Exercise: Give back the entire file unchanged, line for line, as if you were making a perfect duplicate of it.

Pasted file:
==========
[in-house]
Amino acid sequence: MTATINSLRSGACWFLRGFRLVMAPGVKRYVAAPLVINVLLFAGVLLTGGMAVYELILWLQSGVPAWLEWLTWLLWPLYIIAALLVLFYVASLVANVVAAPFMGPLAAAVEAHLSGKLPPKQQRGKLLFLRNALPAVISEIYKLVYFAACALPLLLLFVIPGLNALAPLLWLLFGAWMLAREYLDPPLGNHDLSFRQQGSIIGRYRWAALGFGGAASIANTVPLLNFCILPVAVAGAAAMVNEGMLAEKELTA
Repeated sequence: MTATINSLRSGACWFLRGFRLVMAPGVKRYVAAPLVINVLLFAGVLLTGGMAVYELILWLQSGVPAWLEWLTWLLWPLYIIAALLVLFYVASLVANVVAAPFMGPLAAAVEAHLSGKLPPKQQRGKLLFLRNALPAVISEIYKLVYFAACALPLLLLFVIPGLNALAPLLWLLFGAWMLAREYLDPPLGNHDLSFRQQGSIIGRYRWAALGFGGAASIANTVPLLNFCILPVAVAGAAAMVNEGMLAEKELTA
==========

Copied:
[in-house]
Amino acid sequence: MTATINSLRSGACWFLRGFRLVMAPGVKRYVAAPLVINVLLFAGVLLTGGMAVYELILWLQSGVPAWLEWLTWLLWPLYIIAALLVLFYVASLVANVVAAPFMGPLAAAVEAHLSGKLPPKQQRGKLLFLRNALPAVISEIYKLVYFAACALPLLLLFVIPGLNALAPLLWLLFGAWMLAREYLDPPLGNHDLSFRQQGSIIGRYRWAALGFGGAASIANTVPLLNFCILPVAVAGAAAMVNEGMLAEKELTA
Repeated sequence: MTATINSLRSGACWFLRGFRLVMAPGVKRYVAAPLVINVLLFAGVLLTGGMAVYELILWLQSGVPAWLEWLTWLLWPLYIIAALLVLFYVASLVANVVAAPFMGPLAAAVEAHLSGKLPPKQQRGKLLFLRNALPAVISEIYKLVYFAACALPLLLLFVIPGLNALAPLLWLLFGAWMLAREYLDPPLGNHDLSFRQQGSIIGRYRWAALGFGGAASIANTVPLLNFCILPVAVAGAAAMVNEGMLAEKELTA